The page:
The latest effort from “Manufacturing Consent”-maker Peter Wintonick, with Katarina Cizek, is a rough primer on how, and how quickly, communications technologies are changing the nature of human rights struggles and protests around the world. It’s a natural for many classrooms, and for politics-minded fests and conferences of all stripes. The well-made one-hour “Seeing is Believing” is also a possible pilot for a tube series delving into each area in more depth.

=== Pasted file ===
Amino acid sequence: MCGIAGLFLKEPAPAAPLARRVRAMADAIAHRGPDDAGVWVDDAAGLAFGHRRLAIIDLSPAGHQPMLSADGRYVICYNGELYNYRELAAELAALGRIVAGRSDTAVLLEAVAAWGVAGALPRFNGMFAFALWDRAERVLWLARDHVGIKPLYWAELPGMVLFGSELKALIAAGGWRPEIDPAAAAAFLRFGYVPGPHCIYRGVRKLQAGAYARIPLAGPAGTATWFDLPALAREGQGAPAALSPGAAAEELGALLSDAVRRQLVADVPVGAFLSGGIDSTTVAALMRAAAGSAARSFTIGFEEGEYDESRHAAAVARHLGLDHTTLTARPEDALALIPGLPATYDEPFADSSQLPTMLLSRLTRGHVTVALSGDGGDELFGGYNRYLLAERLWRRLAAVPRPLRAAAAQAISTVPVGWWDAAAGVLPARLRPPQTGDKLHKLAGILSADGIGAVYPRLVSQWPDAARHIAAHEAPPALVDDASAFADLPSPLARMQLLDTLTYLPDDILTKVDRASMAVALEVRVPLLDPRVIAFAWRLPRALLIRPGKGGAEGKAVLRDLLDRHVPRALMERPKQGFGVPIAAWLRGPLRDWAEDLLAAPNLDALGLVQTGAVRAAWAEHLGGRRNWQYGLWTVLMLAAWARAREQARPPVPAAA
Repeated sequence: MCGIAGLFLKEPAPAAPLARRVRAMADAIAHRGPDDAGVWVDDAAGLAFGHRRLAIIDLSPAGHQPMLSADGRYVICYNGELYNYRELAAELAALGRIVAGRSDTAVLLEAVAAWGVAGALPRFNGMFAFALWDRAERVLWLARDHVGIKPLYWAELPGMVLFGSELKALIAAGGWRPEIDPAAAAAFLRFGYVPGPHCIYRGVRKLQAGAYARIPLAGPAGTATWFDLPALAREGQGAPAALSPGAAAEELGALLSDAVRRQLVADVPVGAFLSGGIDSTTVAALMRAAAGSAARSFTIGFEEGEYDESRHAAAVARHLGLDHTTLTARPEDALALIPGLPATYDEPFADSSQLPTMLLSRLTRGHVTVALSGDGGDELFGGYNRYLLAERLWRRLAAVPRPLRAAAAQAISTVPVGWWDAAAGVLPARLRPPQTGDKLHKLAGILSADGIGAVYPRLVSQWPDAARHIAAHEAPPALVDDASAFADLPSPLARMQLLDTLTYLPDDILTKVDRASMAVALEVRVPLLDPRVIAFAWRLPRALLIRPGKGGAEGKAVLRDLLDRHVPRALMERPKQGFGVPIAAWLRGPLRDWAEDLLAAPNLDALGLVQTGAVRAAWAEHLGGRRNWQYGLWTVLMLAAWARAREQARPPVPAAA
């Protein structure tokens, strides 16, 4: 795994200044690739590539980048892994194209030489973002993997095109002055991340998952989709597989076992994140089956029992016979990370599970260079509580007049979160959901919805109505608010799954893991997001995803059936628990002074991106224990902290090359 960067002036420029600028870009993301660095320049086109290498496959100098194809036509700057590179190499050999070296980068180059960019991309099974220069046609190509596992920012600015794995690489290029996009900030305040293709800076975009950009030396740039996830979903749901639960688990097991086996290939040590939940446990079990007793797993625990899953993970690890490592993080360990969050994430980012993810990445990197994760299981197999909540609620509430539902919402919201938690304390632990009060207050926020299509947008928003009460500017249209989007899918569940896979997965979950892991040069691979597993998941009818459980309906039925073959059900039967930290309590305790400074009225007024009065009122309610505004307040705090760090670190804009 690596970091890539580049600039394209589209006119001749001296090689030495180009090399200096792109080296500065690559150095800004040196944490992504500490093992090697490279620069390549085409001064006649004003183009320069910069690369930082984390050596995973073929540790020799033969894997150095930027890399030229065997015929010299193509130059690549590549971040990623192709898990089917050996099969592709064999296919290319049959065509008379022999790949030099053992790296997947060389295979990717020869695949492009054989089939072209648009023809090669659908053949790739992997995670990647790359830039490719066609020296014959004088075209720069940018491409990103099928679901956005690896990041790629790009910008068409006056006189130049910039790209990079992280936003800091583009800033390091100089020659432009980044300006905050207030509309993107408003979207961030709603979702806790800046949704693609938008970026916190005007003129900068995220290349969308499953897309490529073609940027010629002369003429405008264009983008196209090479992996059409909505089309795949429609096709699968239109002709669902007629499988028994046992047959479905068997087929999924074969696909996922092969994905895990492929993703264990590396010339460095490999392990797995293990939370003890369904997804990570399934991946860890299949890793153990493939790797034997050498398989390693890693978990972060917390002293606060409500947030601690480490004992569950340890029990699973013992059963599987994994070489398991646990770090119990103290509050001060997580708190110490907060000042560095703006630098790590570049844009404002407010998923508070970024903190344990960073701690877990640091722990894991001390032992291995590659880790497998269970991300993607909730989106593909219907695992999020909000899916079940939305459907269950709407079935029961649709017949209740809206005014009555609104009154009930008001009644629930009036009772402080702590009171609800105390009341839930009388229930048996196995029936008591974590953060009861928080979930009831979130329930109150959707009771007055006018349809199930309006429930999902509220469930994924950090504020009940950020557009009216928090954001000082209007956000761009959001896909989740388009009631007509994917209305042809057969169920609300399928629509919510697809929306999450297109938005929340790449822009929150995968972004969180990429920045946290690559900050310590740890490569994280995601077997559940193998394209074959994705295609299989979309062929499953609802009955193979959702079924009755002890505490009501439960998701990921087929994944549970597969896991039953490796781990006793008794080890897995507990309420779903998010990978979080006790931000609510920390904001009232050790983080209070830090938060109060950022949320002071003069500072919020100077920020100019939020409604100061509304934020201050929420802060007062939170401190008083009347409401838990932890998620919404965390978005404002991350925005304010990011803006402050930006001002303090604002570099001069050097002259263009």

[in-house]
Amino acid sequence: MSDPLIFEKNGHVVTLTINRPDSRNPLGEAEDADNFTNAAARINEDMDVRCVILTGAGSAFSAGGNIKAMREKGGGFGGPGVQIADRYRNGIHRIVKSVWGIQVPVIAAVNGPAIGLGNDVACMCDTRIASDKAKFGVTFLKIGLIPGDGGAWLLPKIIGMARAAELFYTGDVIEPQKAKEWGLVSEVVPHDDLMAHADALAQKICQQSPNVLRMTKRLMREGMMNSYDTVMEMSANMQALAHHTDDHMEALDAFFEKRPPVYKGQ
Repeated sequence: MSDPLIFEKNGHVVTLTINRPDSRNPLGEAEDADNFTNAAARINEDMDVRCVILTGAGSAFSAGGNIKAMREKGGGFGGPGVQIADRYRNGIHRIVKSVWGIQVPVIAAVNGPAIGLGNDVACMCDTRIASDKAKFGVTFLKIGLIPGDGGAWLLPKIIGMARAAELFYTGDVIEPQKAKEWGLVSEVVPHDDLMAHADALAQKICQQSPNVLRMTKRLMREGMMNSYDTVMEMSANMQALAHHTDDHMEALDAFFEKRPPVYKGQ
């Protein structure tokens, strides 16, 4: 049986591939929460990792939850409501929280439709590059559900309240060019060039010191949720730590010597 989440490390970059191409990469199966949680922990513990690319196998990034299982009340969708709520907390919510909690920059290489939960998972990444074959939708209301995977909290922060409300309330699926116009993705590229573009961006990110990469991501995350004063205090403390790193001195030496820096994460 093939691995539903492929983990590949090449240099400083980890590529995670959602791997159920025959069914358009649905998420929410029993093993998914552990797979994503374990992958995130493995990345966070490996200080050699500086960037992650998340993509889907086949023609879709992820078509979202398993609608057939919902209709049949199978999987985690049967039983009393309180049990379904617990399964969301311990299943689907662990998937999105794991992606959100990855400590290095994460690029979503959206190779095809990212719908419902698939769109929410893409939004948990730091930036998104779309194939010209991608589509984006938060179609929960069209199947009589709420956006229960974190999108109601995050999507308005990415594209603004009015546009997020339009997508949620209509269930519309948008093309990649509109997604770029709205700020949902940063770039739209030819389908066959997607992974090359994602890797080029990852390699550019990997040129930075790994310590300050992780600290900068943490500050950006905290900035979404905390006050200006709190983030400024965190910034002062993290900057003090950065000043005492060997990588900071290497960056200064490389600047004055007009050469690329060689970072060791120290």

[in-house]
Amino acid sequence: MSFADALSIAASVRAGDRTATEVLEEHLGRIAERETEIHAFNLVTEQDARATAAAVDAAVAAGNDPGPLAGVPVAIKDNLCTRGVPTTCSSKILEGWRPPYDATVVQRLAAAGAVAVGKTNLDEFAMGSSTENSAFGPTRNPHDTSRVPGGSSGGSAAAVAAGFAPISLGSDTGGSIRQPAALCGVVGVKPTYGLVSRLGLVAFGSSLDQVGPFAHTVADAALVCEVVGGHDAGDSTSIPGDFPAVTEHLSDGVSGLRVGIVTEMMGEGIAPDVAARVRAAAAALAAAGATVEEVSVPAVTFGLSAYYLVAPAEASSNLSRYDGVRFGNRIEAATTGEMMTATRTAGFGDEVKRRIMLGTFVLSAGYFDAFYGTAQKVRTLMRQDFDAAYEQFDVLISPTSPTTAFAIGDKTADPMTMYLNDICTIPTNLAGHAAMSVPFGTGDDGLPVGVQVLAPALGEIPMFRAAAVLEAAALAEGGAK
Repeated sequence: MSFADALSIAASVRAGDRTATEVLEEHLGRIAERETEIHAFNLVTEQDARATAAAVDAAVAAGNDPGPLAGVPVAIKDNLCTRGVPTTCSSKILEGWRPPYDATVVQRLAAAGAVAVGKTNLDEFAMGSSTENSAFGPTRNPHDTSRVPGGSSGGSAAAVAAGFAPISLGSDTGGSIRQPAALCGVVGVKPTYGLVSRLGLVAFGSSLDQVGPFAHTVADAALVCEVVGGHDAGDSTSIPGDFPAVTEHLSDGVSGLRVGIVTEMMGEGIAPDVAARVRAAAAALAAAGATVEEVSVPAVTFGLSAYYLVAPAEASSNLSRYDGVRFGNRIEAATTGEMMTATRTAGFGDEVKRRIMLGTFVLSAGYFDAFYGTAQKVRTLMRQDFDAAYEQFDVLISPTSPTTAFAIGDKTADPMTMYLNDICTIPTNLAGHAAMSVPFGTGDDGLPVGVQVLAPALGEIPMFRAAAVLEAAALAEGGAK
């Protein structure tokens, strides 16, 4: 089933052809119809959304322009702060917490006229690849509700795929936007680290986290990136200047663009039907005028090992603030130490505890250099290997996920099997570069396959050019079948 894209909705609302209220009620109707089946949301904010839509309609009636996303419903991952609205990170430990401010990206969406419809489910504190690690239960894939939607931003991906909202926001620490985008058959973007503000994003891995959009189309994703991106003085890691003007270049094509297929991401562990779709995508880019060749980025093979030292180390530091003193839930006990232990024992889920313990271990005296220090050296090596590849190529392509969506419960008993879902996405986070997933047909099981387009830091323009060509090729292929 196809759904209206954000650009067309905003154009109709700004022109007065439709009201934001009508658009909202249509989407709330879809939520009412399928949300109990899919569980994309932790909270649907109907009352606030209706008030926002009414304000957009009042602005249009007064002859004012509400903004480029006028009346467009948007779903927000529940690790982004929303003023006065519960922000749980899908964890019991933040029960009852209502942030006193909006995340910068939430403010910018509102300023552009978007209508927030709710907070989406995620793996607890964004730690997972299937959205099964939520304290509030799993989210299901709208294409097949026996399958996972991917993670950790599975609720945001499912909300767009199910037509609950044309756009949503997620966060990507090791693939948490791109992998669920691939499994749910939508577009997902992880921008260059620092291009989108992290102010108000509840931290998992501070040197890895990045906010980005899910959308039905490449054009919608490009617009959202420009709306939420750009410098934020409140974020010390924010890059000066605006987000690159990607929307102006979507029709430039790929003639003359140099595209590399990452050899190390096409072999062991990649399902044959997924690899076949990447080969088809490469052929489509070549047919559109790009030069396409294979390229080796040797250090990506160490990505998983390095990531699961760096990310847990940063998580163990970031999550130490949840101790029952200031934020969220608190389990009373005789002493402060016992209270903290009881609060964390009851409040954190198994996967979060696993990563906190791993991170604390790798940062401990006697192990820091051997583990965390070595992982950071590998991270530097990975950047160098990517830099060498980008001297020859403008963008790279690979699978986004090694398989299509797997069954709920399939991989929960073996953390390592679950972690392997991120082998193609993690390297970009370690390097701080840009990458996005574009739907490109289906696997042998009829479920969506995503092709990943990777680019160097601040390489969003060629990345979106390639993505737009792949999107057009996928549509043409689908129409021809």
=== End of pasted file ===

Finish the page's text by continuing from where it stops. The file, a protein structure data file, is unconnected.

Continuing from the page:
Pic focuses on Joey Lozano, an avid urban videographer helping a hard-bitten tribe in the rural southern Philippines, where big-biz interests are riding roughshod over human rights. It also touches lightly on Serb atrocities in Bosnia, skinhead activity in Prague, and the way cameras can be used against the “good guys,” as when police film protesters. There are side trips into sister technologies, as in the role of faxes in the Tiananmen Square uprising and text messaging in more recent upheavals, and a visit to a new hardware show, where sellers are increasingly wise to social uses of their shiny new products.